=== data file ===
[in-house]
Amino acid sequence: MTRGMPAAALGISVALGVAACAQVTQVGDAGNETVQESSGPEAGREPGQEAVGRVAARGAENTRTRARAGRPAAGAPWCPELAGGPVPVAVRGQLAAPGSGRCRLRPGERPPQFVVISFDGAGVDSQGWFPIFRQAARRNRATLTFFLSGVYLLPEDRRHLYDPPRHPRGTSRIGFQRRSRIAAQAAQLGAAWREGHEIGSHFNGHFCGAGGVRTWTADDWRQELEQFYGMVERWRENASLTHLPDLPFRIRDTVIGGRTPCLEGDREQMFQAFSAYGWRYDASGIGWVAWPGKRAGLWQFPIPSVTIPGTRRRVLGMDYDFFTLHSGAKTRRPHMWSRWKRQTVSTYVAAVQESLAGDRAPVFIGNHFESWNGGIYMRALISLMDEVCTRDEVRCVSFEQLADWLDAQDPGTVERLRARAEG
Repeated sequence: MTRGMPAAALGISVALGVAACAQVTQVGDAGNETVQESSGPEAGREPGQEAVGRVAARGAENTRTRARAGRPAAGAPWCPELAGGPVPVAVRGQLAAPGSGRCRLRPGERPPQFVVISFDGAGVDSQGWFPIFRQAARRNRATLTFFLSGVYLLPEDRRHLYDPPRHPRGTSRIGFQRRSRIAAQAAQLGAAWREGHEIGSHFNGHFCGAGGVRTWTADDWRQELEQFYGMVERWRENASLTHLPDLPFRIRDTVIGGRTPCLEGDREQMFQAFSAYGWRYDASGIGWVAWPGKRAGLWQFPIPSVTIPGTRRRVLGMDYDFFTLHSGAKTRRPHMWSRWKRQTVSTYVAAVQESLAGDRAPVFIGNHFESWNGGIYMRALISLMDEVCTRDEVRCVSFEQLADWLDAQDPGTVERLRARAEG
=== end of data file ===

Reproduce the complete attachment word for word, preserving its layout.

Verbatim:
[in-house]
Amino acid sequence: MTRGMPAAALGISVALGVAACAQVTQVGDAGNETVQESSGPEAGREPGQEAVGRVAARGAENTRTRARAGRPAAGAPWCPELAGGPVPVAVRGQLAAPGSGRCRLRPGERPPQFVVISFDGAGVDSQGWFPIFRQAARRNRATLTFFLSGVYLLPEDRRHLYDPPRHPRGTSRIGFQRRSRIAAQAAQLGAAWREGHEIGSHFNGHFCGAGGVRTWTADDWRQELEQFYGMVERWRENASLTHLPDLPFRIRDTVIGGRTPCLEGDREQMFQAFSAYGWRYDASGIGWVAWPGKRAGLWQFPIPSVTIPGTRRRVLGMDYDFFTLHSGAKTRRPHMWSRWKRQTVSTYVAAVQESLAGDRAPVFIGNHFESWNGGIYMRALISLMDEVCTRDEVRCVSFEQLADWLDAQDPGTVERLRARAEG
Repeated sequence: MTRGMPAAALGISVALGVAACAQVTQVGDAGNETVQESSGPEAGREPGQEAVGRVAARGAENTRTRARAGRPAAGAPWCPELAGGPVPVAVRGQLAAPGSGRCRLRPGERPPQFVVISFDGAGVDSQGWFPIFRQAARRNRATLTFFLSGVYLLPEDRRHLYDPPRHPRGTSRIGFQRRSRIAAQAAQLGAAWREGHEIGSHFNGHFCGAGGVRTWTADDWRQELEQFYGMVERWRENASLTHLPDLPFRIRDTVIGGRTPCLEGDREQMFQAFSAYGWRYDASGIGWVAWPGKRAGLWQFPIPSVTIPGTRRRVLGMDYDFFTLHSGAKTRRPHMWSRWKRQTVSTYVAAVQESLAGDRAPVFIGNHFESWNGGIYMRALISLMDEVCTRDEVRCVSFEQLADWLDAQDPGTVERLRARAEG